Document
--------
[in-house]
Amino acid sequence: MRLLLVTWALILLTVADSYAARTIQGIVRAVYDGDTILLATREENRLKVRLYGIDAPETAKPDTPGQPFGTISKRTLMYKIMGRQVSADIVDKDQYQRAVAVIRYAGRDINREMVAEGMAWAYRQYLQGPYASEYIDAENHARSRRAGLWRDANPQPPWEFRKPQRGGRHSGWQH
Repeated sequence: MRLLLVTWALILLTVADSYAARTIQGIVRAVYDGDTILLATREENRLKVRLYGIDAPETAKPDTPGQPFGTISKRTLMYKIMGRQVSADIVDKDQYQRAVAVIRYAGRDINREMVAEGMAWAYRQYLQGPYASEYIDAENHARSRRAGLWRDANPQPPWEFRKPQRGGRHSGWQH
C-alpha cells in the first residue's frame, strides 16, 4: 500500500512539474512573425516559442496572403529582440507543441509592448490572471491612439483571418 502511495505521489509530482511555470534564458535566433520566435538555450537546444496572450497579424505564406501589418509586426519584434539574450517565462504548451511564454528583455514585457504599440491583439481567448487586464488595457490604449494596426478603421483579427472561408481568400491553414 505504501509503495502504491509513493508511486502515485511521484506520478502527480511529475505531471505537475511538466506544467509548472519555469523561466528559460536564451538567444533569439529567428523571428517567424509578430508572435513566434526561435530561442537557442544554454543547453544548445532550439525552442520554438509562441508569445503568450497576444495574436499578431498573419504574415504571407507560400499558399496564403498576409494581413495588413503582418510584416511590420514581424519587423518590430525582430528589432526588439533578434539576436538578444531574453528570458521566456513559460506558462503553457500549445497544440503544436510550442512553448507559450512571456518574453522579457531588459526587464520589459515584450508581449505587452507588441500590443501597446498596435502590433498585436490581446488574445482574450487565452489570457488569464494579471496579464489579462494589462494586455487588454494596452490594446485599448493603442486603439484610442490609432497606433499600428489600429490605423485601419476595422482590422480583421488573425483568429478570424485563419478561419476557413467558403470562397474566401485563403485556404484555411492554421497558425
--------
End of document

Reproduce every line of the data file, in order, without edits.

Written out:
[in-house]
Amino acid sequence: MRLLLVTWALILLTVADSYAARTIQGIVRAVYDGDTILLATREENRLKVRLYGIDAPETAKPDTPGQPFGTISKRTLMYKIMGRQVSADIVDKDQYQRAVAVIRYAGRDINREMVAEGMAWAYRQYLQGPYASEYIDAENHARSRRAGLWRDANPQPPWEFRKPQRGGRHSGWQH
Repeated sequence: MRLLLVTWALILLTVADSYAARTIQGIVRAVYDGDTILLATREENRLKVRLYGIDAPETAKPDTPGQPFGTISKRTLMYKIMGRQVSADIVDKDQYQRAVAVIRYAGRDINREMVAEGMAWAYRQYLQGPYASEYIDAENHARSRRAGLWRDANPQPPWEFRKPQRGGRHSGWQH
C-alpha cells in the first residue's frame, strides 16, 4: 500500500512539474512573425516559442496572403529582440507543441509592448490572471491612439483571418 502511495505521489509530482511555470534564458535566433520566435538555450537546444496572450497579424505564406501589418509586426519584434539574450517565462504548451511564454528583455514585457504599440491583439481567448487586464488595457490604449494596426478603421483579427472561408481568400491553414 505504501509503495502504491509513493508511486502515485511521484506520478502527480511529475505531471505537475511538466506544467509548472519555469523561466528559460536564451538567444533569439529567428523571428517567424509578430508572435513566434526561435530561442537557442544554454543547453544548445532550439525552442520554438509562441508569445503568450497576444495574436499578431498573419504574415504571407507560400499558399496564403498576409494581413495588413503582418510584416511590420514581424519587423518590430525582430528589432526588439533578434539576436538578444531574453528570458521566456513559460506558462503553457500549445497544440503544436510550442512553448507559450512571456518574453522579457531588459526587464520589459515584450508581449505587452507588441500590443501597446498596435502590433498585436490581446488574445482574450487565452489570457488569464494579471496579464489579462494589462494586455487588454494596452490594446485599448493603442486603439484610442490609432497606433499600428489600429490605423485601419476595422482590422480583421488573425483568429478570424485563419478561419476557413467558403470562397474566401485563403485556404484555411492554421497558425